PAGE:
Characterized as theologically conservative, it was founded in in MilwaukeeWisconsin. As ofit had a baptized membership ofin 1, congregationswith churches in 47 US states and 4 provinces of Canada. It also holds that the Bible is explained and interpreted by the 16th century Book of Concord because it teaches and faithfully explains the Bible.
As such, pastors and congregations within the WELS agree to teach in accordance with it. For this reason, Wisconsin evangelical lutheran synod homosexual rights reject much of modern liberal scholarship.
He also stated that "While WELS continues to see the characteristics of the Antichrist in the Roman Catholic papacy, it is wrong and dishonest to portray this belief as stemming from anti-Catholic bigotry. We do have strong convictions, and we identify what we believe are teachings that depart from the Word of God.
But we Wisconsin evangelical lutheran synod homosexual rights no animosity toward Christians who hold the Roman Catholic faith, and we respect the right of people to hold beliefs different from ours even as we point out the error. Furthermore, we rejoice that even in the Roman Catholic Church, where we believe that the gospel has been distorted, there are many Catholics who hold to a simple faith in Jesus Christ as their Savior and who will ultimately be saved.
Testifying to the errors that still exist in Catholic doctrine is itself an expression of love; remaining silent or glossing over doctrinal differences would express the opposite. Many of the early pastors were educated and trained by mission societies in Germany. The early churches in the Wisconsin Synod had a strong German background; services and church business were conducted in German.
Many of the pastors and congregations brought with them a tolerance towards forming joint congregations with the Reformedsimilar to the Union Churches they left behind in Germany. In the s, the Wisconsin Synod became increasingly conservative along the Lutheran viewpoint and against the Reformed.
In the synod convention ofthe synod joined the General Councila group of Neolutheran synods that left the General Synod because it sought to compromise Lutheran doctrine in order to join with non-Lutheran American Protestantism.
However, some pastors in the Wisconsin Synod agreed with the " open questions " position of the Iowa Synod that some doctrines could be left unresolved and good Lutherans could agree to disagree about them. The convention witnessed a meaningful discussion on the topic of pulpit and altar fellowship, one of the Four Points in American Lutheranism.
Although there were several dissenting opinions, most of the pastors and lay delegates that they could not in good conscience exchange pastors with non-Lutherans or invite them to commune at their altar.
They felt that the position the General Council took on this subject was inadequate.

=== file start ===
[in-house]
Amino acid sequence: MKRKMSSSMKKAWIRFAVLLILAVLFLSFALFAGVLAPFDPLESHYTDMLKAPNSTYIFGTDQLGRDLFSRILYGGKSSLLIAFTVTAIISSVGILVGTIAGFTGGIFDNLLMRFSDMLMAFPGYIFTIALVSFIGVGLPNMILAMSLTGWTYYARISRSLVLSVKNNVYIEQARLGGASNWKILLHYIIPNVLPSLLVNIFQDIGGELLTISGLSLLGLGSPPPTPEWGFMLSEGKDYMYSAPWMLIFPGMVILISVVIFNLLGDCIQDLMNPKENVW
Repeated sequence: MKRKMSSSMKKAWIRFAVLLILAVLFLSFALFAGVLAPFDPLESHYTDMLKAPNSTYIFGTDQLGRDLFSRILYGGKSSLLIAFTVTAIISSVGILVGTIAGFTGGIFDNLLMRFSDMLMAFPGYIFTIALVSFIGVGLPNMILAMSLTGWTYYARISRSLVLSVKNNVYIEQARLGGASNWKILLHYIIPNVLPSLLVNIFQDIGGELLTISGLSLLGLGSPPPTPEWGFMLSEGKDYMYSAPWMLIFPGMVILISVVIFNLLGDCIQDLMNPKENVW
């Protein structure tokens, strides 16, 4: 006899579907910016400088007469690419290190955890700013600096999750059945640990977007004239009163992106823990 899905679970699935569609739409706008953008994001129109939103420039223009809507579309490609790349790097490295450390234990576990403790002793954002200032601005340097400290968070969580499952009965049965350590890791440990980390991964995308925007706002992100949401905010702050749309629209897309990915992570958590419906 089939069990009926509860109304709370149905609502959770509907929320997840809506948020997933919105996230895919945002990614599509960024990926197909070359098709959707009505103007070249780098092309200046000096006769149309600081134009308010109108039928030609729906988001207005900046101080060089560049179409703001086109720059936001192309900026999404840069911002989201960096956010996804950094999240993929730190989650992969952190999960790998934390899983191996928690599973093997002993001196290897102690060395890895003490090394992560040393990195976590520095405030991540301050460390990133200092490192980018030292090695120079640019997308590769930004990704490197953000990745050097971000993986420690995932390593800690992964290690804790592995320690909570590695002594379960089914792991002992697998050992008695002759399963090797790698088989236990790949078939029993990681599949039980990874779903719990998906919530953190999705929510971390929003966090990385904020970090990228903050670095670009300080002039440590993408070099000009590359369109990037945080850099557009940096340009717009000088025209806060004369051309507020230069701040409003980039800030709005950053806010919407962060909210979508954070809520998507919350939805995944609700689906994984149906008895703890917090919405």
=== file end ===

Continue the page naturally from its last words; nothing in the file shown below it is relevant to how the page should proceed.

They resolved that, unless it changed course, they would withdraw from the General Council. Following the convention, representatives of the Wisconsin and Missouri Synods held a meeting in Milwaukee during October 21—22, The agreement noted that in the event a doctrinal error arose in one of the two synods, they would not question each other's orthodoxy as long as they both used all Christian means at their disposal to resolve the problem.
This agreement was later adopted by each of the synods in convention. There the synods drew up a document of association for the synods to vote on at their next convention.
They also invited the entire membership, both teachers and pastors, of all the synods to attend a general convention the next year. They wrote the constitution to the Synodical Conference, which arranged the synods together as a federation and did not vest any real authority with the Synodical Conference, either at the convention or board level.
The first convention of the Synodical Conference also endeavored to reduce the severe competition between synods. The delegates planned to reorganize all Synodical Conference Lutherans into separate state synods, although allowing for separate organization along the lines of the three languages—German, Norwegian, and English. The Minnesota Synod favored the approach of organizing state synods, but only if they would be independent of the larger Ohio and Missouri Synods.
The Wisconsin Synod also did not think that it could derive any benefit out of a centrally run seminary. In response to this strained relation between the Wisconsin Synod and the other synods, the Synodical Conference elected a committee made up of Wisconsin Synod delegates and other synods' representatives to repair relations with the Wisconsin Synod in time for the next convention in Wisconsin evangelical lutheran synod homosexual rightsthe Wisconsin Synod withdrew its demand that the state synods had to be independent of the Missouri or Ohio Synods.
Although there was considerable plans to build a "Wisconsin evangelical lutheran synod homosexual rights" joint Synodical Conference seminary outside of Chicago, of the hesitance of the Wisconsin Synod on this subject and the inability of any of the other members besides Missouri to contribute financially to the new project, it was tabled, and ultimately never happened.